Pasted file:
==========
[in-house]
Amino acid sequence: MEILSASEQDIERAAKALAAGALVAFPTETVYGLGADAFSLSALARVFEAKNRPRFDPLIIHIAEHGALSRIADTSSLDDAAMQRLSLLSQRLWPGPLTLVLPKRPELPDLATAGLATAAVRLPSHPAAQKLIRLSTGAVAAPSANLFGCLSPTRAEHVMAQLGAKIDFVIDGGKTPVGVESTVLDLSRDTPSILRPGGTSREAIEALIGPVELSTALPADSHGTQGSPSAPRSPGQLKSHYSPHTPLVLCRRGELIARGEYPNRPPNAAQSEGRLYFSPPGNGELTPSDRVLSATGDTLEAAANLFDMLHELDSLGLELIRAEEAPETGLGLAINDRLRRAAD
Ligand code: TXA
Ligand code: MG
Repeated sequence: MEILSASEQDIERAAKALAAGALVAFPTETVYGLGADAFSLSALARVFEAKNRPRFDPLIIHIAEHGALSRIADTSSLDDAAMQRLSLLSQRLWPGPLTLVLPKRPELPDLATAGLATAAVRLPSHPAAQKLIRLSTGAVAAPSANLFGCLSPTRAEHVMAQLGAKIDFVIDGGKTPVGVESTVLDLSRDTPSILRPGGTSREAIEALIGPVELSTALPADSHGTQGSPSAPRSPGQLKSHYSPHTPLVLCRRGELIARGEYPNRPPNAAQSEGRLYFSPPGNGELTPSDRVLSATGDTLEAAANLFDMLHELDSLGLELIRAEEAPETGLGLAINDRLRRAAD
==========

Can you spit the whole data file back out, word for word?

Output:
[in-house]
Amino acid sequence: MEILSASEQDIERAAKALAAGALVAFPTETVYGLGADAFSLSALARVFEAKNRPRFDPLIIHIAEHGALSRIADTSSLDDAAMQRLSLLSQRLWPGPLTLVLPKRPELPDLATAGLATAAVRLPSHPAAQKLIRLSTGAVAAPSANLFGCLSPTRAEHVMAQLGAKIDFVIDGGKTPVGVESTVLDLSRDTPSILRPGGTSREAIEALIGPVELSTALPADSHGTQGSPSAPRSPGQLKSHYSPHTPLVLCRRGELIARGEYPNRPPNAAQSEGRLYFSPPGNGELTPSDRVLSATGDTLEAAANLFDMLHELDSLGLELIRAEEAPETGLGLAINDRLRRAAD
Ligand code: TXA
Ligand code: MG
Repeated sequence: MEILSASEQDIERAAKALAAGALVAFPTETVYGLGADAFSLSALARVFEAKNRPRFDPLIIHIAEHGALSRIADTSSLDDAAMQRLSLLSQRLWPGPLTLVLPKRPELPDLATAGLATAAVRLPSHPAAQKLIRLSTGAVAAPSANLFGCLSPTRAEHVMAQLGAKIDFVIDGGKTPVGVESTVLDLSRDTPSILRPGGTSREAIEALIGPVELSTALPADSHGTQGSPSAPRSPGQLKSHYSPHTPLVLCRRGELIARGEYPNRPPNAAQSEGRLYFSPPGNGELTPSDRVLSATGDTLEAAANLFDMLHELDSLGLELIRAEEAPETGLGLAINDRLRRAAD